This preview shows pages 1–2. Sign up to view the full content.
This preview has intentionally blurred sections. Sign up to view the full version.
View Full Document
Unformatted text preview: Chapter 5 Contingency Table Different kinds of probabilities ° marginal — P(F), P(JR),  joint — P(F and SR),  OR’s — P(F or SR), ° conditional — P(SR  F),... 0 complement — P(S—R) ,... Important terms: 1) independent ( events that don’t affect each other
2) mutually exclusive ( events that cannot both occur Two Rules 1) P(A or B) = P(A) + P(B) provided A and B are mutually exclusive
2) P(A and B) = P(A)  P(B) provided A and B are independent
NOTE: Both rules apply to two or more events Sections 5.3 and 5.4  Word problems
Put these into a 2 X 2 contingency table m 100 You are always given three pieces of information, such as:
P(A) = .2, P(B) = .3, and P(BA) = .6 ( This leads to the values in the above table.
NOTE: Sometimes the third piece of information is P(A and B). Chapter 6
Section 6.1 What is a discrete random variable? X = (counting something) Representing a discrete random variable 1. Make a list 0 with probability _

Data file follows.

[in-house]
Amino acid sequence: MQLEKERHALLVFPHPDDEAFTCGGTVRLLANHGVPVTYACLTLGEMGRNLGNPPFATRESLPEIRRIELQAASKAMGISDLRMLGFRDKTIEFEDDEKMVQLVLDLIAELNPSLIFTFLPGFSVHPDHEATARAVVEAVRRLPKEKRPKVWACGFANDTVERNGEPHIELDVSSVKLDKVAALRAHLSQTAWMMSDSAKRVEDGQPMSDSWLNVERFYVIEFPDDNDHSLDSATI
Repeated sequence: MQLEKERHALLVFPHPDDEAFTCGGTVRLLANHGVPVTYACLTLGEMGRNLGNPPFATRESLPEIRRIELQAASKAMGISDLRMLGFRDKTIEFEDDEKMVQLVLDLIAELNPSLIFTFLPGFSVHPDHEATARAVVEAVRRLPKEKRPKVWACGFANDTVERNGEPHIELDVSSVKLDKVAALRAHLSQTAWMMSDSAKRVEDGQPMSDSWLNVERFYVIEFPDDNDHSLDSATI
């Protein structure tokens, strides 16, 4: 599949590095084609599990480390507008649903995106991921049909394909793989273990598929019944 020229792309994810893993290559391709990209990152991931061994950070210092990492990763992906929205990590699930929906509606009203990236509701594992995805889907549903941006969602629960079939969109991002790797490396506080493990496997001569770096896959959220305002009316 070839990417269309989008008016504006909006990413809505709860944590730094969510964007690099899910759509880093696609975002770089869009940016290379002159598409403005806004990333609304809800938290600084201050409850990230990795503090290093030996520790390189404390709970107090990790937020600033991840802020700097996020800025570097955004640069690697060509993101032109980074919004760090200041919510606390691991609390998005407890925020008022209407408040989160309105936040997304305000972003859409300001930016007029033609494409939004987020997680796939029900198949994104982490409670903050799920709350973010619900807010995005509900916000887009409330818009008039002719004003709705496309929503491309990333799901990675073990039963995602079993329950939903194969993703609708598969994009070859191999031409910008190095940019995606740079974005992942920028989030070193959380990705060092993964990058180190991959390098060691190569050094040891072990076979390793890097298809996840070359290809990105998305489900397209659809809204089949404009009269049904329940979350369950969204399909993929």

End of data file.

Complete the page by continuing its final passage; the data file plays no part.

1 with probability _
X = 2 with probability _ Be sure to bring the two binomial
tables and the Poisson table (Tables A.1, A.2, A.3) to the exam. 10 with probability _ 2. Make a histogram/barchart
3. Use the PMF (probability mass ﬁmction)
Example: P(X = x) is 10Cx(l/2)10 ( PMF for X = (number of heads in 10 coin ﬂips)
Section 6.2 Finding the mean (u) and variance (02) of X
Section 6.3 Binomial random variable (you’ll be provided the values of n and p)
0 PMF  shortcut for the mean (np) and variance [np(l  p)]
0 Bring Table Al and A2
Section 6.4 Poisson random variable (you’ll be provided the value of u)  PMF  Remember: mean = variance
0 Bring Table A3 Note: If X is Poisson, you will see the word “Poisson” ...
View Full
Document
 Fall '11
 Pavur

Click to edit the document details